Mrs A. Thompson –v- Scancrown Ltd, trading as Manors In a case that received widespread…
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The Information Commissioner has served the first financial penalties for serious breaches of the Data Protection Act 1998 (DPA).
In the first case, Hertfordshire County Council was issued with a penalty of £100,000 for two serious incidents where Council employees faxed highly sensitive personal information to the wrong recipients. The first concerned information meant for a barrister, regarding a case of child sexual abuse that was before the courts. The fax was sent in error to a member of the public. The Council subsequently obtained a court injunction prohibiting disclosure of the facts of the court case or the circumstances of the data breach. The second breach occurred a few days later when another member of the Council’s childcare litigation unit sent sensitive information that was intended for Watford County Court to a set of barristers’ chambers unconnected with the proceedings to which the information related.
The Council reported both breaches to the Information Commissioner’s Office (ICO). The Commissioner ruled that a penalty of £100,000 was appropriate as the data breach could have caused substantial damage and distress and the Council had failed to take steps to prevent a recurrence of the mistake.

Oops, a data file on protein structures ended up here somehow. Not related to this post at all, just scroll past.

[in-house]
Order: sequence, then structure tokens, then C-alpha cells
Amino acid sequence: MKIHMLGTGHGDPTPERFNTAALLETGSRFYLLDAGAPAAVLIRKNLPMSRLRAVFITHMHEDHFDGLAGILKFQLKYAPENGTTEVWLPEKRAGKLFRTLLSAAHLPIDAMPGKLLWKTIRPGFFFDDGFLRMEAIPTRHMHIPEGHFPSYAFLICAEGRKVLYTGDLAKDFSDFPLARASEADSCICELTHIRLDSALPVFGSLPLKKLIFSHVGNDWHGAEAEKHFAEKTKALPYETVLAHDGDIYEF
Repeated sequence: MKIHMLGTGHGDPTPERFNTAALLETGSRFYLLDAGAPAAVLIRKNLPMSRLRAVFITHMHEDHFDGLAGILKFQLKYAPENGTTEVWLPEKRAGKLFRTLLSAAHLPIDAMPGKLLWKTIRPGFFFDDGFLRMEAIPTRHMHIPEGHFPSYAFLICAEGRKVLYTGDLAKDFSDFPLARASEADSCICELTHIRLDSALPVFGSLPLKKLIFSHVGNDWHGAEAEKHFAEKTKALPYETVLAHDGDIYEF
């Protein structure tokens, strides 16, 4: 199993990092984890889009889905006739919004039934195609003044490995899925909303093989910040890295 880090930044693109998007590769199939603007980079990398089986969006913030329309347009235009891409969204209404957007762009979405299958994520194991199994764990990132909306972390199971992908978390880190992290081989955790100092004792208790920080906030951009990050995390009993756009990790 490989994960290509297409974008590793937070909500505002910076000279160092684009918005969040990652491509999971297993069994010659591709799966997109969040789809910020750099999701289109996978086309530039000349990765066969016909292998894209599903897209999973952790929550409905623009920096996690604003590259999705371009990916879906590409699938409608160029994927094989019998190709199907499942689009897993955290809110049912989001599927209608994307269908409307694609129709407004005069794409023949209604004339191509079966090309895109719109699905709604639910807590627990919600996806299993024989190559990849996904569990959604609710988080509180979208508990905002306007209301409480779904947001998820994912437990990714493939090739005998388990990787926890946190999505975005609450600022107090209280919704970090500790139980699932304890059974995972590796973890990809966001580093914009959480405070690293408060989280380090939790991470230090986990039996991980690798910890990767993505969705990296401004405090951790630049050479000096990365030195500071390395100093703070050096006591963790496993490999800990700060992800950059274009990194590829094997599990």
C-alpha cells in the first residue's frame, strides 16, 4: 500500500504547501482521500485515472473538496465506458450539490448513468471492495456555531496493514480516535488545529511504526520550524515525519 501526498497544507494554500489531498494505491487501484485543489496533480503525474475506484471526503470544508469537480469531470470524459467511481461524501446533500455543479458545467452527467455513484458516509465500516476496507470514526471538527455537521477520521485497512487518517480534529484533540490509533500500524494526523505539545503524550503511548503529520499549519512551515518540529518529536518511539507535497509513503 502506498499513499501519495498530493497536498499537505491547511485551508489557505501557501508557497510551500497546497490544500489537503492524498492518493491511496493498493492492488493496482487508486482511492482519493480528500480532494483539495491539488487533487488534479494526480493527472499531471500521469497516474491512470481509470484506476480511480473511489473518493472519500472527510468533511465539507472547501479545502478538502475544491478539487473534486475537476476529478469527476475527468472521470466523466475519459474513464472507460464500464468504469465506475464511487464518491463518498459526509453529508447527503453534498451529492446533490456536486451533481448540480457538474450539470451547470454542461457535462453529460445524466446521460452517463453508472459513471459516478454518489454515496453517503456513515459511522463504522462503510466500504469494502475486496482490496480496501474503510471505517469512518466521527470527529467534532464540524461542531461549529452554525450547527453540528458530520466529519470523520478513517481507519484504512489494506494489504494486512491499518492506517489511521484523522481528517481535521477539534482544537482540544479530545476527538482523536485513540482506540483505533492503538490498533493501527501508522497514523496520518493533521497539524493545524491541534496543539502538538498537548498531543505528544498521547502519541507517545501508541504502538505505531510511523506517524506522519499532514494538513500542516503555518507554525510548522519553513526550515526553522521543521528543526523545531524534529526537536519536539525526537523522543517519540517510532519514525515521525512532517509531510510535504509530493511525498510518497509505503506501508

In the second case, a monetary penalty of £60,000 was issued to an employment services company, A4e, after the loss of an unencrypted laptop containing personal information regarding 24,000 people who had used community legal advice centres in Hull and Leicester. The laptop was stolen from the home of one the company’s employees. A4e reported the loss of data to the ICO and subsequently notified those whose data could have been accessed. The ICO found that it had failed to take reasonable steps to prevent the loss of the data.
The Information Commissioner, Christopher Graham, said, “These first monetary penalties send a strong message to all organisations handling personal information. Get it wrong and you do substantial harm to individuals and the reputation of your business.”
The power to levy penalties for serious breaches of one or more of the eight principles in the DPA came into force on 6 April 2010. The maximum an organisation can be fined is £500,000.